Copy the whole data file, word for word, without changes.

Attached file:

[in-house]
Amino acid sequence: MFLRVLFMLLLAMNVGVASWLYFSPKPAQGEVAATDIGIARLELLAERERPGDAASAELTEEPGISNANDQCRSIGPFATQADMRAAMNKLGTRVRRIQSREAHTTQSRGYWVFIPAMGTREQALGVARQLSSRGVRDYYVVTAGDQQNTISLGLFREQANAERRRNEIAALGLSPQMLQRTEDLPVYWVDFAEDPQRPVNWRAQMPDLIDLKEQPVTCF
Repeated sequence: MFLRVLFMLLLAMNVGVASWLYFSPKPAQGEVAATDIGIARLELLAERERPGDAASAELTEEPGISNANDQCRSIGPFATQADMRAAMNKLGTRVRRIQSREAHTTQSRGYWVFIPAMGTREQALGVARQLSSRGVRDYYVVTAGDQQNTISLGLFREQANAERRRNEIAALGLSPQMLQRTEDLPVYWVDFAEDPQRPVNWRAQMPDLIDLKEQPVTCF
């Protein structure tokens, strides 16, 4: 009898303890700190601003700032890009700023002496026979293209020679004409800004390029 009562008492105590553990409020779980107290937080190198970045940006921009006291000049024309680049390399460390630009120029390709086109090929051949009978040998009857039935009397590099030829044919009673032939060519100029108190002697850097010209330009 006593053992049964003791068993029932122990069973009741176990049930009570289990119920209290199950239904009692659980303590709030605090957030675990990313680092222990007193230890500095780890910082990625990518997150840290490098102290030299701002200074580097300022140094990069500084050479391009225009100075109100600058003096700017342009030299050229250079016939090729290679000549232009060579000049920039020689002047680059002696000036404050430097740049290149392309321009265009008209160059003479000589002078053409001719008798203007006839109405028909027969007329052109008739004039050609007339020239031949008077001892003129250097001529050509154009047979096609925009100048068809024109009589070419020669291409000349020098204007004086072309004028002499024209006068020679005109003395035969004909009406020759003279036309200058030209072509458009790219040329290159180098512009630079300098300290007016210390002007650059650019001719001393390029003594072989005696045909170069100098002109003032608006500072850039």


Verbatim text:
[in-house]
Amino acid sequence: MFLRVLFMLLLAMNVGVASWLYFSPKPAQGEVAATDIGIARLELLAERERPGDAASAELTEEPGISNANDQCRSIGPFATQADMRAAMNKLGTRVRRIQSREAHTTQSRGYWVFIPAMGTREQALGVARQLSSRGVRDYYVVTAGDQQNTISLGLFREQANAERRRNEIAALGLSPQMLQRTEDLPVYWVDFAEDPQRPVNWRAQMPDLIDLKEQPVTCF
Repeated sequence: MFLRVLFMLLLAMNVGVASWLYFSPKPAQGEVAATDIGIARLELLAERERPGDAASAELTEEPGISNANDQCRSIGPFATQADMRAAMNKLGTRVRRIQSREAHTTQSRGYWVFIPAMGTREQALGVARQLSSRGVRDYYVVTAGDQQNTISLGLFREQANAERRRNEIAALGLSPQMLQRTEDLPVYWVDFAEDPQRPVNWRAQMPDLIDLKEQPVTCF
């Protein structure tokens, strides 16, 4: 009898303890700190601003700032890009700023002496026979293209020679004409800004390029 009562008492105590553990409020779980107290937080190198970045940006921009006291000049024309680049390399460390630009120029390709086109090929051949009978040998009857039935009397590099030829044919009673032939060519100029108190002697850097010209330009 006593053992049964003791068993029932122990069973009741176990049930009570289990119920209290199950239904009692659980303590709030605090957030675990990313680092222990007193230890500095780890910082990625990518997150840290490098102290030299701002200074580097300022140094990069500084050479391009225009100075109100600058003096700017342009030299050229250079016939090729290679000549232009060579000049920039020689002047680059002696000036404050430097740049290149392309321009265009008209160059003479000589002078053409001719008798203007006839109405028909027969007329052109008739004039050609007339020239031949008077001892003129250097001529050509154009047979096609925009100048068809024109009589070419020669291409000349020098204007004086072309004028002499024209006068020679005109003395035969004909009406020759003279036309200058030209072509458009790219040329290159180098512009630079300098300290007016210390002007650059650019001719001393390029003594072989005696045909170069100098002109003032608006500072850039």